North Korea

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Jacques E. C. Hymans

Many have warned that even if a Iran accepts a nuclear deal, it will continue to develop nuclear weapons in secret. In reality, however, Iran simply doesn't have the capability to build the bomb without getting caught.

Suki Kim

In that relentless vacuum, nothing moved. No news came in or out. No phone calls, no emails, no letters, no ideas not prescribed by the regime. Thirty missionaries disguised as teachers and 270 male North Korean students and me, the sole writer disguised as a missionary disguised as a teacher. Locked in the prison disguised as a campus in an empty Pyongyang suburb, heavily guarded around the clock, all we had was one another.

Robert A. Manning

As if the world didn’t have enough problems, North Korea seems to be gearing up to add a few more. According to the New York Times, commercial satellite imagery has confirmed that Pyongyang recently upgraded its main satellite launching facility, which will enable it to test an intercontinental missile.

J. Berkshire Miller

Before the year is out, the world could witness Japanese Prime Minister Shinzo Abe shaking hands with North Korean leader Kim Jong Un in Pyongyang.

Essay, JUL/AUG 2014
Sue Mi Terry

Contrary to popular belief, the reunification of North Korea and South Korea would not spell disaster for South Korea, nor would it pose an unacceptable risk for the United States, China, and Japan. Rather, it would produce massive economic and social benefits for the peninsula and the region.

Review Essay, Jul/Aug 2013
John Delury

A new book offers useful insights into the North Korean mindset, but it overlooks the regime's durability and the reformist bent of its new leader, Kim Jong-un. The regime is here to stay, and the United States should pursue more peaceful relations.

Kevin Rudd and Jonathan Tepperman

Kevin Rudd discusses North Korea and U.S.-Chinese relations during a conference call moderated by Managing Editor Jonathan Tepperman.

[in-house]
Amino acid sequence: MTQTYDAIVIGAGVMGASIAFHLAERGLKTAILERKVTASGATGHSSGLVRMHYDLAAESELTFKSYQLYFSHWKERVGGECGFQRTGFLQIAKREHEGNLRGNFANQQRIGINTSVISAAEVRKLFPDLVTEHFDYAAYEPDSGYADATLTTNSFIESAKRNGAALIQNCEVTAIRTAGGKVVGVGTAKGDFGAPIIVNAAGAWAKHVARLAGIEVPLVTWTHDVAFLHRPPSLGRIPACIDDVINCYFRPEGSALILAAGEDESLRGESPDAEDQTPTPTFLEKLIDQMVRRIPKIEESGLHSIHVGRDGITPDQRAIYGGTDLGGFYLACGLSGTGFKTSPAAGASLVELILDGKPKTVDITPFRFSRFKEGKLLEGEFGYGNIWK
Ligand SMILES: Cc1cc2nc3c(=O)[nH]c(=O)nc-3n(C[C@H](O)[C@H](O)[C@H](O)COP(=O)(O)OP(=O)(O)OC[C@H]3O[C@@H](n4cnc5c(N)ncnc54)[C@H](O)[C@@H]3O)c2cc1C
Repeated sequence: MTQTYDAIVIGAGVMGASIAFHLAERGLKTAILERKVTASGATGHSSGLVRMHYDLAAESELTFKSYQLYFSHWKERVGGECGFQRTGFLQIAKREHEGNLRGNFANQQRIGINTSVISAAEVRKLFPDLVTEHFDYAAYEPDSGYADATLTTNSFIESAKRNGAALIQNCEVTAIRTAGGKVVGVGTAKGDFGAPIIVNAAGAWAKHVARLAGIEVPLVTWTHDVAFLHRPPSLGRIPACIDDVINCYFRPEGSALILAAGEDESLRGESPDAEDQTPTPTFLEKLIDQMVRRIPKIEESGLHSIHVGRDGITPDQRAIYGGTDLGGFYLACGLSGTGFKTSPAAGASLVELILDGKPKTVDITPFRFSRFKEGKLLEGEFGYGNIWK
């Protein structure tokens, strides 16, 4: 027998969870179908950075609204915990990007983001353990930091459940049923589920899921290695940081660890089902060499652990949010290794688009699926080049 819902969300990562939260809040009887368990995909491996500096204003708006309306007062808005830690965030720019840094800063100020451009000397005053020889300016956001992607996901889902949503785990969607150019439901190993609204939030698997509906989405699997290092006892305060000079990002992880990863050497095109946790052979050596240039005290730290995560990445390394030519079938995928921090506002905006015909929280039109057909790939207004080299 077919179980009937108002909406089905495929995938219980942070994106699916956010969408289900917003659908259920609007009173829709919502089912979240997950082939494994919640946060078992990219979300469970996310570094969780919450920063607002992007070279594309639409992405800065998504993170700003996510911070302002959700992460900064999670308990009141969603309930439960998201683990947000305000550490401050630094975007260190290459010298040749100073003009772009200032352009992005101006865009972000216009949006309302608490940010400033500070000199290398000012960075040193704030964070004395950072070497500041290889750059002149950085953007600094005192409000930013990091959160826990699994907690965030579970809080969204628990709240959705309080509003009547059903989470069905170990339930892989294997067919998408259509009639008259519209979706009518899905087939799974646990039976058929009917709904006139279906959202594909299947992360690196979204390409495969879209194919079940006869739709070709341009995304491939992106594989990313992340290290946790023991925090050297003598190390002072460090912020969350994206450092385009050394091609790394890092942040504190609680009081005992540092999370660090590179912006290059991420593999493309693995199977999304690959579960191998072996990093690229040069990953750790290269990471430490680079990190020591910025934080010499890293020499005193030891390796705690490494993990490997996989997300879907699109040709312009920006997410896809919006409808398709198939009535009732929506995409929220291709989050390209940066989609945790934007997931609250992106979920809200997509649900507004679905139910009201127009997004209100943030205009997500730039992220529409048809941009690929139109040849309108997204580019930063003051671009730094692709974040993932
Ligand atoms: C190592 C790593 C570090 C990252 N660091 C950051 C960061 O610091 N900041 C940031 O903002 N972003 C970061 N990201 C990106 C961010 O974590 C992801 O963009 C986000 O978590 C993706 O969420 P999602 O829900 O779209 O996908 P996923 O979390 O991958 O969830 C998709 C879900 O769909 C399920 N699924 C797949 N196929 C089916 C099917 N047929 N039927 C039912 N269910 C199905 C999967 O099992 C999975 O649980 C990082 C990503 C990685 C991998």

Keir A. Lieber and Daryl G. Press

As North Korea issues increasingly over-the-top threats, officials in Washington have sought to reassure the public and U.S. allies. But the risk of nuclear war on the Korean Peninsula is far from remote--and the United States should adjust its military planning accordingly.

Jennifer Lind, Keir A. Lieber, and Daryl G. Press

The view that nuclear weapons are merely political instruments -- suitable for sending signals, but not waging wars -- is now so common in the United States that it is hard to find anyone who disagrees. Yet that comforting assumption is not shared by leaders everywhere. North Korea, for example, does not test nuclear weapons to send messages, but to make sure that its ultimate deterrent will work. It would be tragic if the United States let misguided Kremlinology distract from the real challenges ahead.

Victor Cha

Last December, the chubby and blubbering soon-to-be leader of the hermit kingdom seemed too inexperienced and unqualified to ever consolidate his rule. Today, Kim Jong Un is riding high, having become the first Korean to launch a domestically designed satellite into orbit on the back of a domestically designed rocket. North Korean society, though, is changing all around him, and lobbing missiles might not be enough to keep him in power.

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